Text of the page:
Electromagnetic wave detector with quantum well structure
An electromagnetic wave detector formed of semiconductor materials includes at least one quantum well in which there is provided a fine layer of a material with a gap width that is smaller than that of the quantum well layer. For example, in the case of a GaAlAs/GaAs/GaAlAs, there is provision for a fine layer of InAs. In this way, the difference of energy levels between the two permitted levels is increased and detection of short wavelengths may be accomplished.
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1. Field of the Invention
The invention relates to an electromagnetic wave detector made of a semiconductor material with quantum well structure, notably a detector that can be used for the detection of shorter wavelengths than those detected by known detectors.
2. Description of the Prior Art
The rapid advances made in the field of epitaxial growth on GaAs substrates have enabled the development of a new class of electromagnetic wave detectors using intraband transitions in quantum wells as shown in FIG. 1 and described in the document by E. ROSENCHER and P. Bois, Physical Review, B44, 11315 (1991).
The recent development of the performance characteristics of components of this type is related in particular to the fact that it is relatively easy to make multilayers of heterojunction semiconductors in the standard system of molecular beam epitaxy (MBE), i.e. the GaAs/Ga.sub.1-x Al.sub.x As system. By adjusting the growth parameters, the thickness of the quantum wells and the percentage x of aluminum in the barriers that dictate the confinement potential, it is possible to choose to center a narrow band (about 1 .mu.m) of detection on a given wavelength (see FIG. 2). However, the use of the standard GaAs.sub.1-x Al.sub.x As system with 0.ltoreq.x.ltoreq.43% entails a restriction, in terms of wavelength, to the 7-20 .mu.m range. To overcome this restriction, and in particular to extend the scope of the device towards the 3-5 .mu.m band, several approaches have been envisaged.
The first approach consists of increasing the percentage of aluminum of the barrier to over 43%. However, although this approach makes it possible to obtain materials with "standard" growth conditions, it is not optimal for reasons related to the band structure of the III-V type materials. Indeed, increasing the value of x amounts to increasing the confinement potential and hence the optical excitation energy but, because of the intersection of the X and F bands (see FIGS. 3a to 3c), the thermal excitation energy remains low (of the order of 120 meV). For this reason, the detector shown in FIG. 4 will effectively have an optical response in the 3-5 .mu.m range, but with the signal-to-noise ratio and hence the BLIP temperature of a multiple quantum well detector working in the 8-12 .mu.m range, i.e. T.sub.BLIP .apprxeq.70 K.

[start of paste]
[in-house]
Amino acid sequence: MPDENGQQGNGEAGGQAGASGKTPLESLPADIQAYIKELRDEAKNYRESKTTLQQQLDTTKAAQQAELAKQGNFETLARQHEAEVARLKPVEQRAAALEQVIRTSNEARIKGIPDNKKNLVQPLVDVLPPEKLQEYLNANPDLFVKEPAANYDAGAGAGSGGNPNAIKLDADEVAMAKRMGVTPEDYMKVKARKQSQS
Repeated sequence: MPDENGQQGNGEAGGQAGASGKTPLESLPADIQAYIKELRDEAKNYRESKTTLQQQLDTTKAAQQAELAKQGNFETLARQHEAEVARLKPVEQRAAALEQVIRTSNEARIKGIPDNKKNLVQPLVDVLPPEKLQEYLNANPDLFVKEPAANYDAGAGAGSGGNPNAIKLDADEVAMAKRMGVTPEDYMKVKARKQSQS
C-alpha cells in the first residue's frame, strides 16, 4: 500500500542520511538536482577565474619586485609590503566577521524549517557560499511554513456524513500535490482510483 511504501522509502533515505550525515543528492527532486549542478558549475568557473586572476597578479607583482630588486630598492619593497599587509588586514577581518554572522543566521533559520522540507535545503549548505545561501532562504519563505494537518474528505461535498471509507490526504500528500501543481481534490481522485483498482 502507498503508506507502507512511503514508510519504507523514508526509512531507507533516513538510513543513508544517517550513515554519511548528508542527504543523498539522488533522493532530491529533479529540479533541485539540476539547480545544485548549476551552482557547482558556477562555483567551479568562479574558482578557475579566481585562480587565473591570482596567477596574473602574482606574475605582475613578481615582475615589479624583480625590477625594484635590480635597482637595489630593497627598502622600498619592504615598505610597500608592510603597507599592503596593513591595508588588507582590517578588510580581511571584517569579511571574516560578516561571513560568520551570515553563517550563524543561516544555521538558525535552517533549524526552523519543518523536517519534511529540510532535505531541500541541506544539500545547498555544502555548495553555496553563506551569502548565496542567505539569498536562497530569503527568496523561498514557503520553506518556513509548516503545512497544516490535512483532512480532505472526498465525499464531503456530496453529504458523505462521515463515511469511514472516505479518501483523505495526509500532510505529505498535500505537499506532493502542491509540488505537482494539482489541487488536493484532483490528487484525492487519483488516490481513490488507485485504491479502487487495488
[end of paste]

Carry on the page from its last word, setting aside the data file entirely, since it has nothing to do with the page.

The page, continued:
The second approach consists of deliberately choosing other pairs of III-V semiconductors such as GaInAs/AlInAs epitaxially grown on InP by MOCVD. This choice can be used to obtain components of optimal quality from the viewpoint of the intrinsic limitations, but has the disadvantage of using technologies that are less conventional and hence more difficult to implement.
The aim of this invention is to slightly modify the system of materials used so that it remains close to the MBE standard and is therefore easy to make.SUMMARY OF THE INVENTION
The invention therefore relates to an electromagnetic wave detector made of a semiconductor material with a quantum well structure comprising at least one first quantum well layer sandwiched between a second barrier layer and a third barrier layer, the gap width of the first layer being smaller than the gap widths of the second and third layers, wherein the first layer of wells comprises at least one additional layer made of semiconductor material with a gap width smaller than that of the first layer and a thickness smaller than or equal to the thickness of the well.
The invention also relates to an electromagnetic wave detector made of a semiconductor material with a quantum well structure comprising at least one first quantum well layer sandwiched between a second barrier layer and a third barrier layer, the gap width of the first layer being smaller than the gap widths of the second and third layers, the first layer being made of GaAs and the second and third layers being made of Al.sub.x Ga.sub.1-x As, wherein the first layer also includes indium.BRIEF DESCRIPTION OF THE DRAWINGS